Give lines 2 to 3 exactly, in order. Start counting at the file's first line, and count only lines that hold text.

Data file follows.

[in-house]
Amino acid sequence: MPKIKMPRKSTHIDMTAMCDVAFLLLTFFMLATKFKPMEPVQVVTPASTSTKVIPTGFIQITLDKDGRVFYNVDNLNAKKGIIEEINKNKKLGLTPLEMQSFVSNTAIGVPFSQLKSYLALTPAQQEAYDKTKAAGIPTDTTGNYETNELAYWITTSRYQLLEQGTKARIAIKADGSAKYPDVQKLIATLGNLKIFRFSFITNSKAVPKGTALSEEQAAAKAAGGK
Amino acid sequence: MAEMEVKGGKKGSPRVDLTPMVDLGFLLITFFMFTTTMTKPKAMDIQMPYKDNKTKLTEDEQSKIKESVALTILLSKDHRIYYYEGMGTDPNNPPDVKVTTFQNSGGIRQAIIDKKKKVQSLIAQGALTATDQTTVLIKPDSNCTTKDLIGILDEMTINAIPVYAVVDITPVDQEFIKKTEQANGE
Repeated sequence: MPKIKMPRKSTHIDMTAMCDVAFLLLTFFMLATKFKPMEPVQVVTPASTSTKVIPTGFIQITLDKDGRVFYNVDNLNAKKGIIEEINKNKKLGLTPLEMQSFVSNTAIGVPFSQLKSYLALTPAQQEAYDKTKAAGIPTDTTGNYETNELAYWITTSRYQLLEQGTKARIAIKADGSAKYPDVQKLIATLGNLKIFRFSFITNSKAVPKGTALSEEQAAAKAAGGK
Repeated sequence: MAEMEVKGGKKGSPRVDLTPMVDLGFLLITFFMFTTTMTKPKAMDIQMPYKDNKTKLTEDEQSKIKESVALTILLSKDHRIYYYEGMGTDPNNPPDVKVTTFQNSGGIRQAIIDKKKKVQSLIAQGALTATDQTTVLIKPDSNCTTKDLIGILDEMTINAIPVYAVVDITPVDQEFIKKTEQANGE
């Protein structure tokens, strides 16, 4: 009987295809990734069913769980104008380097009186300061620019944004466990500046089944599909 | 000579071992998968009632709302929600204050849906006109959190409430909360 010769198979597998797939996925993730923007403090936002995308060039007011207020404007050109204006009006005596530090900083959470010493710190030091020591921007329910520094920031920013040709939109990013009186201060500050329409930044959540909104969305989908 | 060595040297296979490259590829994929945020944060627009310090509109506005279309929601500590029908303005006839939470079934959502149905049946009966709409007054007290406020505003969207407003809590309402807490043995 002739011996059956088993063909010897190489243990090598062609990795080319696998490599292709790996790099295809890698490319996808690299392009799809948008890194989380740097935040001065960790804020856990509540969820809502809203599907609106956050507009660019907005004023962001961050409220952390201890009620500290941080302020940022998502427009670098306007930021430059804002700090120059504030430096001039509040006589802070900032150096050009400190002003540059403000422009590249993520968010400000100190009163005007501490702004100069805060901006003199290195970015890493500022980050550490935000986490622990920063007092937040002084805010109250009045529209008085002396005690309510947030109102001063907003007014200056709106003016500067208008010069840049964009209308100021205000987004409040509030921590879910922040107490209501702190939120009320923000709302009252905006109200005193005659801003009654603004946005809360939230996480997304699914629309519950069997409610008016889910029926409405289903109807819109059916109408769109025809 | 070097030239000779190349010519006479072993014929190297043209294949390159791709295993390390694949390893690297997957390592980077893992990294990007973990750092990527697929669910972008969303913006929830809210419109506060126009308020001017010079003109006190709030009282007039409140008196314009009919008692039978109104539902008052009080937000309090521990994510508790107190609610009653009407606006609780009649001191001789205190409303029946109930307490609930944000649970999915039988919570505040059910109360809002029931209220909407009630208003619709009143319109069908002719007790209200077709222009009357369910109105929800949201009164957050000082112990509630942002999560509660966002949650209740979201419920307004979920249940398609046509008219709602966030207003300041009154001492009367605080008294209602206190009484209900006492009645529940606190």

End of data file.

Amino acid sequence: MPKIKMPRKSTHIDMTAMCDVAFLLLTFFMLATKFKPMEPVQVVTPASTSTKVIPTGFIQITLDKDGRVFYNVDNLNAKKGIIEEINKNKKLGLTPLEMQSFVSNTAIGVPFSQLKSYLALTPAQQEAYDKTKAAGIPTDTTGNYETNELAYWITTSRYQLLEQGTKARIAIKADGSAKYPDVQKLIATLGNLKIFRFSFITNSKAVPKGTALSEEQAAAKAAGGK
Amino acid sequence: MAEMEVKGGKKGSPRVDLTPMVDLGFLLITFFMFTTTMTKPKAMDIQMPYKDNKTKLTEDEQSKIKESVALTILLSKDHRIYYYEGMGTDPNNPPDVKVTTFQNSGGIRQAIIDKKKKVQSLIAQGALTATDQTTVLIKPDSNCTTKDLIGILDEMTINAIPVYAVVDITPVDQEFIKKTEQANGE